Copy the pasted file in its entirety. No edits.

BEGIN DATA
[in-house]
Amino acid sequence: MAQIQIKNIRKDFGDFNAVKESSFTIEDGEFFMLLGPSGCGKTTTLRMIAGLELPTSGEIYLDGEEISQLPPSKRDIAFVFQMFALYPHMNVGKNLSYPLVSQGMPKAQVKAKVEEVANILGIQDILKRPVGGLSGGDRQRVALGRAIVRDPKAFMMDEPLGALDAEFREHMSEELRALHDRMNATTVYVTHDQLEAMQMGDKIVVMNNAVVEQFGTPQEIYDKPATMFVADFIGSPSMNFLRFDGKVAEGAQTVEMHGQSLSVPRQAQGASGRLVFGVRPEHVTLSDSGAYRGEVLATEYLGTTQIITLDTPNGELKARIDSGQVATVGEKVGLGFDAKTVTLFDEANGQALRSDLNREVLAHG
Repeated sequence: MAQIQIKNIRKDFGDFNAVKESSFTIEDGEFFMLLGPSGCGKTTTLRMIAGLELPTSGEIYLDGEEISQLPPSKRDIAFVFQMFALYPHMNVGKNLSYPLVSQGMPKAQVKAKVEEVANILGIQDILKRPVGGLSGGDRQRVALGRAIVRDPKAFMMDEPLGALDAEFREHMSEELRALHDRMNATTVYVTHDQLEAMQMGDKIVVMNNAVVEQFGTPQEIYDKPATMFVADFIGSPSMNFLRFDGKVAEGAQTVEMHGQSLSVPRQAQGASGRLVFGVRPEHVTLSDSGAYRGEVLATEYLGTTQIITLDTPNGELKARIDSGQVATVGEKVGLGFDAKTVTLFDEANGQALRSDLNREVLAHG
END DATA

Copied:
[in-house]
Amino acid sequence: MAQIQIKNIRKDFGDFNAVKESSFTIEDGEFFMLLGPSGCGKTTTLRMIAGLELPTSGEIYLDGEEISQLPPSKRDIAFVFQMFALYPHMNVGKNLSYPLVSQGMPKAQVKAKVEEVANILGIQDILKRPVGGLSGGDRQRVALGRAIVRDPKAFMMDEPLGALDAEFREHMSEELRALHDRMNATTVYVTHDQLEAMQMGDKIVVMNNAVVEQFGTPQEIYDKPATMFVADFIGSPSMNFLRFDGKVAEGAQTVEMHGQSLSVPRQAQGASGRLVFGVRPEHVTLSDSGAYRGEVLATEYLGTTQIITLDTPNGELKARIDSGQVATVGEKVGLGFDAKTVTLFDEANGQALRSDLNREVLAHG
Repeated sequence: MAQIQIKNIRKDFGDFNAVKESSFTIEDGEFFMLLGPSGCGKTTTLRMIAGLELPTSGEIYLDGEEISQLPPSKRDIAFVFQMFALYPHMNVGKNLSYPLVSQGMPKAQVKAKVEEVANILGIQDILKRPVGGLSGGDRQRVALGRAIVRDPKAFMMDEPLGALDAEFREHMSEELRALHDRMNATTVYVTHDQLEAMQMGDKIVVMNNAVVEQFGTPQEIYDKPATMFVADFIGSPSMNFLRFDGKVAEGAQTVEMHGQSLSVPRQAQGASGRLVFGVRPEHVTLSDSGAYRGEVLATEYLGTTQIITLDTPNGELKARIDSGQVATVGEKVGLGFDAKTVTLFDEANGQALRSDLNREVLAHG